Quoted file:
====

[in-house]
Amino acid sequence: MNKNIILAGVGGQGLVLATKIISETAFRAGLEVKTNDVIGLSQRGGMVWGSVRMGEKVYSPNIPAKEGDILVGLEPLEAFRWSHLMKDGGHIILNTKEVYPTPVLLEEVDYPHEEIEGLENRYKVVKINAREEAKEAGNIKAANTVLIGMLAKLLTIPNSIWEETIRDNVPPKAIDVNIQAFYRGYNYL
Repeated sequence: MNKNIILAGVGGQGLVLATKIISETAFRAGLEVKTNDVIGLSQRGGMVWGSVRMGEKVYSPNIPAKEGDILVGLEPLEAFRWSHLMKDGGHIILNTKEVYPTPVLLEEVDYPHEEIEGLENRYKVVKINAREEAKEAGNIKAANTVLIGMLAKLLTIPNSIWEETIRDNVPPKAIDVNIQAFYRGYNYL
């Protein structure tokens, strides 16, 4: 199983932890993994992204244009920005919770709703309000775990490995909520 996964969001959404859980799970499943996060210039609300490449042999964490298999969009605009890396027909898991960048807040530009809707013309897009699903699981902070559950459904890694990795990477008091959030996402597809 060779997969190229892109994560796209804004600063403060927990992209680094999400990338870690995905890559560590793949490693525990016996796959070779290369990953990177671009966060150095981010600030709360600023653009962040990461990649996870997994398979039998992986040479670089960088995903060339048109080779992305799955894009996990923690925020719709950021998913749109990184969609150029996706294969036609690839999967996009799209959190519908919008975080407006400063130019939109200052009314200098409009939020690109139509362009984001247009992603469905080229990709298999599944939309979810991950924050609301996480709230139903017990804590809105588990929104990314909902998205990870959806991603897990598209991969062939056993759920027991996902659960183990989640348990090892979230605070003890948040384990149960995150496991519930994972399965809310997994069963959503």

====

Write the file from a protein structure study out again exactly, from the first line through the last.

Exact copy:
[in-house]
Amino acid sequence: MNKNIILAGVGGQGLVLATKIISETAFRAGLEVKTNDVIGLSQRGGMVWGSVRMGEKVYSPNIPAKEGDILVGLEPLEAFRWSHLMKDGGHIILNTKEVYPTPVLLEEVDYPHEEIEGLENRYKVVKINAREEAKEAGNIKAANTVLIGMLAKLLTIPNSIWEETIRDNVPPKAIDVNIQAFYRGYNYL
Repeated sequence: MNKNIILAGVGGQGLVLATKIISETAFRAGLEVKTNDVIGLSQRGGMVWGSVRMGEKVYSPNIPAKEGDILVGLEPLEAFRWSHLMKDGGHIILNTKEVYPTPVLLEEVDYPHEEIEGLENRYKVVKINAREEAKEAGNIKAANTVLIGMLAKLLTIPNSIWEETIRDNVPPKAIDVNIQAFYRGYNYL
């Protein structure tokens, strides 16, 4: 199983932890993994992204244009920005919770709703309000775990490995909520 996964969001959404859980799970499943996060210039609300490449042999964490298999969009605009890396027909898991960048807040530009809707013309897009699903699981902070559950459904890694990795990477008091959030996402597809 060779997969190229892109994560796209804004600063403060927990992209680094999400990338870690995905890559560590793949490693525990016996796959070779290369990953990177671009966060150095981010600030709360600023653009962040990461990649996870997994398979039998992986040479670089960088995903060339048109080779992305799955894009996990923690925020719709950021998913749109990184969609150029996706294969036609690839999967996009799209959190519908919008975080407006400063130019939109200052009314200098409009939020690109139509362009984001247009992603469905080229990709298999599944939309979810991950924050609301996480709230139903017990804590809105588990929104990314909902998205990870959806991603897990598209991969062939056993759920027991996902659960183990989640348990090892979230605070003890948040384990149960995150496991519930994972399965809310997994069963959503």